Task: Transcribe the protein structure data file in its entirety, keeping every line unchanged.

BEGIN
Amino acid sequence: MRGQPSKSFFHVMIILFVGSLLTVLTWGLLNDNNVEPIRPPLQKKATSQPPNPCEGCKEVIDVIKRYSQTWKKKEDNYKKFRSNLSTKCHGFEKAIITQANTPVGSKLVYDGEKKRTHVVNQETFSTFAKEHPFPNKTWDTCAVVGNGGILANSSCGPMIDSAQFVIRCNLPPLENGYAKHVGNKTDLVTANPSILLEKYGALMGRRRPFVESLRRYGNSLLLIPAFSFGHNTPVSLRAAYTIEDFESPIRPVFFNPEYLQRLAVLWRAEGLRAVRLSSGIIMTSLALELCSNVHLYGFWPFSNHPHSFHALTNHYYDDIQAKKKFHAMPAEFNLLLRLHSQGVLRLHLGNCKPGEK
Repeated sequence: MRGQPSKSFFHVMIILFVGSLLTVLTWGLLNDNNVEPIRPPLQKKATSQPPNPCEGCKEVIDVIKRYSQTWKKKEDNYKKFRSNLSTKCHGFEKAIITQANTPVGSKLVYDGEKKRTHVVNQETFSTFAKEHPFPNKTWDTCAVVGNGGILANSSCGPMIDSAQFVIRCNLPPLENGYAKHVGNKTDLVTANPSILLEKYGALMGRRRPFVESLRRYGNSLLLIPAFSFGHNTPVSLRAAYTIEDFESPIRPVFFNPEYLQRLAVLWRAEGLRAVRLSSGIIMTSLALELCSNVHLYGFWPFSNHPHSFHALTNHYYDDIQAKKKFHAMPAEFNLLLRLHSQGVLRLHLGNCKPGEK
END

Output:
Amino acid sequence: MRGQPSKSFFHVMIILFVGSLLTVLTWGLLNDNNVEPIRPPLQKKATSQPPNPCEGCKEVIDVIKRYSQTWKKKEDNYKKFRSNLSTKCHGFEKAIITQANTPVGSKLVYDGEKKRTHVVNQETFSTFAKEHPFPNKTWDTCAVVGNGGILANSSCGPMIDSAQFVIRCNLPPLENGYAKHVGNKTDLVTANPSILLEKYGALMGRRRPFVESLRRYGNSLLLIPAFSFGHNTPVSLRAAYTIEDFESPIRPVFFNPEYLQRLAVLWRAEGLRAVRLSSGIIMTSLALELCSNVHLYGFWPFSNHPHSFHALTNHYYDDIQAKKKFHAMPAEFNLLLRLHSQGVLRLHLGNCKPGEK
Repeated sequence: MRGQPSKSFFHVMIILFVGSLLTVLTWGLLNDNNVEPIRPPLQKKATSQPPNPCEGCKEVIDVIKRYSQTWKKKEDNYKKFRSNLSTKCHGFEKAIITQANTPVGSKLVYDGEKKRTHVVNQETFSTFAKEHPFPNKTWDTCAVVGNGGILANSSCGPMIDSAQFVIRCNLPPLENGYAKHVGNKTDLVTANPSILLEKYGALMGRRRPFVESLRRYGNSLLLIPAFSFGHNTPVSLRAAYTIEDFESPIRPVFFNPEYLQRLAVLWRAEGLRAVRLSSGIIMTSLALELCSNVHLYGFWPFSNHPHSFHALTNHYYDDIQAKKKFHAMPAEFNLLLRLHSQGVLRLHLGNCKPGEK